Doorbell rings, post-Classíc-cule answers ….
Hello, is this the Cule residence?
Yes, who’s there please?
This is the SuperModel Chocolate Ice Cream supply company. We have a delivery.
Okay, what’s with those shoes? What kind of chocolate ice cream is this? I’m picky, you know. Is that the supermodel’s natural hair color? It’s drafty in here …..
Something happened today, and exactly what it is, depends upon your worldview. For me, what happened leaves me with a feeling described by the above image of Messi. It’s an image of exultation, rage, joy, a ton of emotions, all having to do with the fact that an extraordinary thing happened today:
The hearts of champions were uncovered.
People often talk about season-turning events, those times when a team looks in the mirror and says “Yes. We want this.” You never, ever see the moment, but you do see the result. This club has come back tine and again this season, back from hanging against Sevilla, back from being down against Spartak, and we have gathered and said “Last season, this club would have lost that match.” But that’s Spartak and Sevilla.
On Sunday, FC Barcelona faced off against the second-best club in the world, and for about a half-hour, it got its ass handed to it. Wide-open Ramos header, Wrongaldo goal from a passing sequence that sliced our defense open like the jury-rigged thing that it was, a wannabe goal that smacked off the crossbar, attack after attack, play after play, until the collective said, “Enough. That’s it. We’re better than this.”
And our amazing club started to play its game. Pretty hard to attack when you don’t have the ball. Pretty hard to assault a makeshift back line when sprites are playing keepaway, and all you can do is foul them. And the match turned around. The submissive turned dominant, the greatest player on the planet took over and suddenly, everything was different. The back line didn’t matter, their size and strength didn’t matter. Everything paled in the face of the kind of want that shakes a ball loose in a goalmouth scramble, that directs a free kick on its S-shaped path to goal, resurgent, elegant tika-taka, designed to control the match in the only way that this club knows how: with the ball at its feet.
This club drew, and almost won a match that it wasn’t even supposed to have a chance at. The back line was Alves/Mascherano/Adriano/Alba. The enemy was supposed to have a field day, and for a half-hour, they did. But, as I have said before, if we play our game, it doesn’t matter who is in the back line. And it didn’t.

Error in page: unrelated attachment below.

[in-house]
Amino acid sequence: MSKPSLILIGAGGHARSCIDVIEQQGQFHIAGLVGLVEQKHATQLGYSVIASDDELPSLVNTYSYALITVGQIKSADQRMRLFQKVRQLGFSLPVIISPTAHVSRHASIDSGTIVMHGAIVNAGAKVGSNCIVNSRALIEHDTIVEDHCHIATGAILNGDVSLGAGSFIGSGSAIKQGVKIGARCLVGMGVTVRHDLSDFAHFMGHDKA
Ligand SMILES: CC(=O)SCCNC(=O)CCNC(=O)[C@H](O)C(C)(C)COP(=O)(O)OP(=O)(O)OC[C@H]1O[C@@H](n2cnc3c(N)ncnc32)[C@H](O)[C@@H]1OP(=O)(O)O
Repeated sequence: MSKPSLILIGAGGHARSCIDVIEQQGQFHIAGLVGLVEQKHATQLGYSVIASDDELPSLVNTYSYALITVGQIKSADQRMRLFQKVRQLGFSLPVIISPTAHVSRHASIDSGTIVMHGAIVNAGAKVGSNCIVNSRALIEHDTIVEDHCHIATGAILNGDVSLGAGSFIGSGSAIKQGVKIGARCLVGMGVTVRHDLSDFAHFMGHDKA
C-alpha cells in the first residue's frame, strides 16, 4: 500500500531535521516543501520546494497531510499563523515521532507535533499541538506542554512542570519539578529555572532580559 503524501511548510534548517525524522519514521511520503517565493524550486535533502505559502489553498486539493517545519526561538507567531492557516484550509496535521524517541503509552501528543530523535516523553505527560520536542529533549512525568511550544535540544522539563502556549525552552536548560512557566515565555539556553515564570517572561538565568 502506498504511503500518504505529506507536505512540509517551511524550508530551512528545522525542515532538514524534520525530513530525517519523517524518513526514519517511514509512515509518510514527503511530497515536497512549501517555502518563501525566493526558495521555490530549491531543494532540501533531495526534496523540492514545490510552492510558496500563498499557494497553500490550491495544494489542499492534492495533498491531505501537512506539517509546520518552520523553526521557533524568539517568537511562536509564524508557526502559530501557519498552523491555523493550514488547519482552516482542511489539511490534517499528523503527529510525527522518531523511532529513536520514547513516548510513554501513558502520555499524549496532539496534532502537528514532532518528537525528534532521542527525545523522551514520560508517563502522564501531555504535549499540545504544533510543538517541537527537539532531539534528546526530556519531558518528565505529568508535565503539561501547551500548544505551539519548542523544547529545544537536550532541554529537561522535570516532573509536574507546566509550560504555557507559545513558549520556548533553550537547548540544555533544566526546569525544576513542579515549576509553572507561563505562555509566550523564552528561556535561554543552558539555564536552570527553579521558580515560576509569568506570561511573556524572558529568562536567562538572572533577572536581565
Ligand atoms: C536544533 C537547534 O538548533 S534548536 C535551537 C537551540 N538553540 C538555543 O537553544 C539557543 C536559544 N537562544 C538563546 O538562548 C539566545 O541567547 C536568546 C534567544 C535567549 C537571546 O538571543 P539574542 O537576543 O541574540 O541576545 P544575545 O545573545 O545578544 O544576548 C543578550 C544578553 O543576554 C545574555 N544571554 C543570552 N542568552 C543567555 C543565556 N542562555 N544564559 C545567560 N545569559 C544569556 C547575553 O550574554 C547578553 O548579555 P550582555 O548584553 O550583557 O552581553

They were riding high, having destroyed no-longer-super Depor. We limped in, Capita and Bean Pole-less, probably planning to play a disaster in the back line, or something, and we were going to die. Yep. Smothered by goals, don’t you know? But our club didn’t play along, and the match ended as it began, us atop the table with a 8-point lead on our most hated rivals, a lead that no cule in his or her right mind would have told you would exist in their wildest dreams, had you taken a poll at the beginning of the season.
And yet, here they are.
That’s what I saw happen. Others saw very different things, suddenly feeling like points were dropped, Vilanova was a disaster, this was screwed up, that was screwed up. Count blessings? Hell, I don’t even see blessings. When people call many cules spoiled, it’s because they’re right. This club yanked an improbable draw out of the fire, covered itself in glory and took part in a Classíc that finally lived up to the billing.
All of that makes any negativity, or recriminations, or any kind of notions other than joy and pride rather difficult for me to understand. So I’m not even going to try. I’m just going to shake my head in amazement, and keep on typing.
Vilanova be cray, yo!
Adriano at center back. Think about that one for an instant. Adriano at center back. Yes, it was yet another fill-in, an adapted player in a specialist role. Turns out the club had been practicing with that alignment all week. Man, it could have used a lot more practice, because Adriano wasn’t good. No mention in the comments to speak of, though I’m going to suggest that if Alex Song had the match that Adriano had, people would be buying plane tickets to Barcelona, to give Song a sac shot.
Did the selection mean that Song was, in fact, as crappy as everyone says? Or that Vilanova figured “Hell, neither one of ’em is a CB, so I might as well put the fastest guy out there.” Dunno. What I do know is that Adriano got a lot better, as did our entire back line, when the rest of the sprites came back to help, and press, when the possession numbers began to eke their way toward FCB normalcy, because when we play our game, the back line never sees the ball, really.
Vilanova had confidence in that. Two goals were ceded, both team efforts, lest we think about blaming individual players. On the first, Alba and Iniesta(?) were lazy working a switch, and Ozil had scads of space in which to pass a ball to Wrongaldo, who Alves decided wasn’t worth marking all that closely, and Valdes played for the spectacular, rather than the mundane, maybe expecting Wrongaldo to curl one across his goal, rather that just blasting it past him on the near side. Collective failure.